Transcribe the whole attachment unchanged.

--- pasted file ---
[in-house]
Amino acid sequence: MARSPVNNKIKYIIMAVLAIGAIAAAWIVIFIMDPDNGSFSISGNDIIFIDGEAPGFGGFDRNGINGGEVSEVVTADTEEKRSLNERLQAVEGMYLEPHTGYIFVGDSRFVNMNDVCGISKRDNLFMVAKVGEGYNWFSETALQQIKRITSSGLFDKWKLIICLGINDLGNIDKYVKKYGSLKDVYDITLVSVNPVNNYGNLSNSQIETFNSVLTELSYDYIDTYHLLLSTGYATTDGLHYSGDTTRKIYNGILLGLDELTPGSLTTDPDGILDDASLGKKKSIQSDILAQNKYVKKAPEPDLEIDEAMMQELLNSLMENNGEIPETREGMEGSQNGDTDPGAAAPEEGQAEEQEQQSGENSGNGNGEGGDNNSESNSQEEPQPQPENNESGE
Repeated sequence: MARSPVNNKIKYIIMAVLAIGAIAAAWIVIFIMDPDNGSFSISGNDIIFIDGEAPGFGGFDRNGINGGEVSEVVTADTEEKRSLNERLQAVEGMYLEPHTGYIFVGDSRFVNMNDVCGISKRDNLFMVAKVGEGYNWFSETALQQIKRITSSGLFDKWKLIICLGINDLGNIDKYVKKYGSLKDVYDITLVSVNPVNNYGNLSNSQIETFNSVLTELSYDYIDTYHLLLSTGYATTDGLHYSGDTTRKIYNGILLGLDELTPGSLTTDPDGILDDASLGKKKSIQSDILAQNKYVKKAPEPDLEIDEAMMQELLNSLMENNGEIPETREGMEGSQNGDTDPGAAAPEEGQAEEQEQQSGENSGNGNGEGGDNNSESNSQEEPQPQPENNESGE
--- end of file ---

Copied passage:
[in-house]
Amino acid sequence: MARSPVNNKIKYIIMAVLAIGAIAAAWIVIFIMDPDNGSFSISGNDIIFIDGEAPGFGGFDRNGINGGEVSEVVTADTEEKRSLNERLQAVEGMYLEPHTGYIFVGDSRFVNMNDVCGISKRDNLFMVAKVGEGYNWFSETALQQIKRITSSGLFDKWKLIICLGINDLGNIDKYVKKYGSLKDVYDITLVSVNPVNNYGNLSNSQIETFNSVLTELSYDYIDTYHLLLSTGYATTDGLHYSGDTTRKIYNGILLGLDELTPGSLTTDPDGILDDASLGKKKSIQSDILAQNKYVKKAPEPDLEIDEAMMQELLNSLMENNGEIPETREGMEGSQNGDTDPGAAAPEEGQAEEQEQQSGENSGNGNGEGGDNNSESNSQEEPQPQPENNESGE
Repeated sequence: MARSPVNNKIKYIIMAVLAIGAIAAAWIVIFIMDPDNGSFSISGNDIIFIDGEAPGFGGFDRNGINGGEVSEVVTADTEEKRSLNERLQAVEGMYLEPHTGYIFVGDSRFVNMNDVCGISKRDNLFMVAKVGEGYNWFSETALQQIKRITSSGLFDKWKLIICLGINDLGNIDKYVKKYGSLKDVYDITLVSVNPVNNYGNLSNSQIETFNSVLTELSYDYIDTYHLLLSTGYATTDGLHYSGDTTRKIYNGILLGLDELTPGSLTTDPDGILDDASLGKKKSIQSDILAQNKYVKKAPEPDLEIDEAMMQELLNSLMENNGEIPETREGMEGSQNGDTDPGAAAPEEGQAEEQEQQSGENSGNGNGEGGDNNSESNSQEEPQPQPENNESGE